A crackdown on the estimated £2.5bn that is fraudulently laundered through black-market bureaux de change was announced by Tony Blair yesterday as part of efforts to starve terrorists of funds.
The assault on unscrupulous currency shops is aimed at what the Government views as the "soft underbelly" of efforts to shut down terrorist networks. Up to £4bn leaves Britain every year through exchange facilities, which currently do not need to be licensed in the UK.
Ministers estimate that 65 per cent of the money passing through bureaux de change comes from illegal sources, such as terrorist groups and drug dealers. Holidaymakers buying foreign currency represent just 8 per cent of transactions.
Money-laundering through bureaux de change is known to be a popular way for criminals to disguise the source of their funds and yet Britain is the only country in Europe that does not regulate moneychangers.
A Downing Street spokesman said: "Seventy-five per cent of heroin and opium comes from Afghanistan. There are clear links with bin Laden and there are concerns that he and his associates may be profiting from that."
The advent of the euro, which will become the currency of much of Europe from January, will make bureaux de change even more attractive to criminals, not least because of its high denomination notes.
Under counter-terrorism measures bureaux will have to report, as banks do now, suspicions about cash transactions that may be linked to terrorist groups. Police will get extra powers to investigate currency shops suspected of handling "dirty" money.
Emergency legislation will be brought before the Commons after MPs return this month, with a view to rushing the moves into law in weeks. A skeleton Bill is expected to be published when the Commons is recalled for its emergency debate on Thursday.
Mr Blair said the package would include the power to indefinitely detain asylum-seekers suspected of terrorist links and to deport them automatically and without the right of appeal. "I hope in this new situation people realise we have got to act," he told BBC1's Breakfast with Frost. "I hope that we will get support from all the political parties.
"I think our first duty has got to be to protect our citizens. We cannot have a situation in which it takes years to extradite people. We cannot have a situation in which people come in and abuse our asylum procedures and are then allowed to remain in this country claiming asylum. And we cannot have a situation where if we know someone is a suspected terrorist, we do not have the legal power to detain them indefinitely until we find a country to deport them to. Those are basic things that we need to be able to do to protect the security of our own citizens," he said.
In other moves, the assets of terrorist suspects will be confiscated and the Inland Revenue and Customs and Excise will gain extra powers to swap information with police. Although the Treasury insists Britain has strong measures on tracking down terrorist income, because of its experiences in Northern Ireland, further measures to combat money-laundering are being considered.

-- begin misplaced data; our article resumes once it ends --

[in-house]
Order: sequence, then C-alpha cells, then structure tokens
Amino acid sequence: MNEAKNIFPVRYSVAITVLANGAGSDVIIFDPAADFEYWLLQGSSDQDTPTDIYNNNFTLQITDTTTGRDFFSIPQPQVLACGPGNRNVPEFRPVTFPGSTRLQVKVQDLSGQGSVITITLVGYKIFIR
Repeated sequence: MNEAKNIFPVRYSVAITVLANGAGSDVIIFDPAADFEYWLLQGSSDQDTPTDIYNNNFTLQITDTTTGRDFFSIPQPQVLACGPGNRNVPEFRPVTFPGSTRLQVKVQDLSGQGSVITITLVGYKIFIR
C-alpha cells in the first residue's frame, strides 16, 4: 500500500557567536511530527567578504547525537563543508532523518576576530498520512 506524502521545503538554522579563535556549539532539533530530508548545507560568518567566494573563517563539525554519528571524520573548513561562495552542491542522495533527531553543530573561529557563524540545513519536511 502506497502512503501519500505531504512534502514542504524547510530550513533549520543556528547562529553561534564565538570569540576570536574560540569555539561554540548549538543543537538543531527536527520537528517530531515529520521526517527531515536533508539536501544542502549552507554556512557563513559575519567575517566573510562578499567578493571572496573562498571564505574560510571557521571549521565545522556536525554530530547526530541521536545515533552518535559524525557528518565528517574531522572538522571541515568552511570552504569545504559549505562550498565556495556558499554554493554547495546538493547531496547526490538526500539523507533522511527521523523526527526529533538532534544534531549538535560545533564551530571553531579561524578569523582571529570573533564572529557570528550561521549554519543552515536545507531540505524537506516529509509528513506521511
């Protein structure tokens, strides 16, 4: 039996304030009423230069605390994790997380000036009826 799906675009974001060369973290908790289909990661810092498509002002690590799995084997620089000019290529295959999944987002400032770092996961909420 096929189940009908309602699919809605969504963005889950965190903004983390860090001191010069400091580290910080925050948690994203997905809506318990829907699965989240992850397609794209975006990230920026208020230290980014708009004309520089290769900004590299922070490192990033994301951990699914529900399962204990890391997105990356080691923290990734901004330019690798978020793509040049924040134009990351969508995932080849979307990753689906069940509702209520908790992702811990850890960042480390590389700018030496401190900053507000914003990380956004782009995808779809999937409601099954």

The police are likely to be given the power to monitor suspect bank accounts, instead of relying on financial institutions; and to freeze accounts at the start of an inquiry, rather than after evidence has been secured by which time much of the money may have vanished. The new legislation, not expected to include the immediate introduction of an identity card scheme, will allow money believed to be destined for terrorist activities to be sequestered even if it is clean.
Meanwhile, the Treasury said yesterday, another London bank account with suspected links to the Taliban had been frozen, bringing the total of suspected Taliban funds put on ice to £60m.
The Chancellor, Gordon Brown, is expected formally to announce the seizure of Taliban assets today. He is expected to use the announcement at the Labour Party conference in Brighton to call on all nations to ensure that there should not be any safe hiding place for terrorist funds.
Legislation concerning identity cards is expected to go before parliament next year but would probably take two or even three years to come into force. Carrying an ID card would become compulsory and they could replace both driving licences and passports.
Opponents of the scheme claim they would be of little use in the fight against terrorism but supporters believe they would give everyone an immediate and authoritative way of proving their identity and would also aid the fights against illegal immigration and social security fraud.
Other anticipated legislation will focus on racial discrimination and will attempt to outlaw discrimination against religious groups and incitement of hatred against them.Reuse content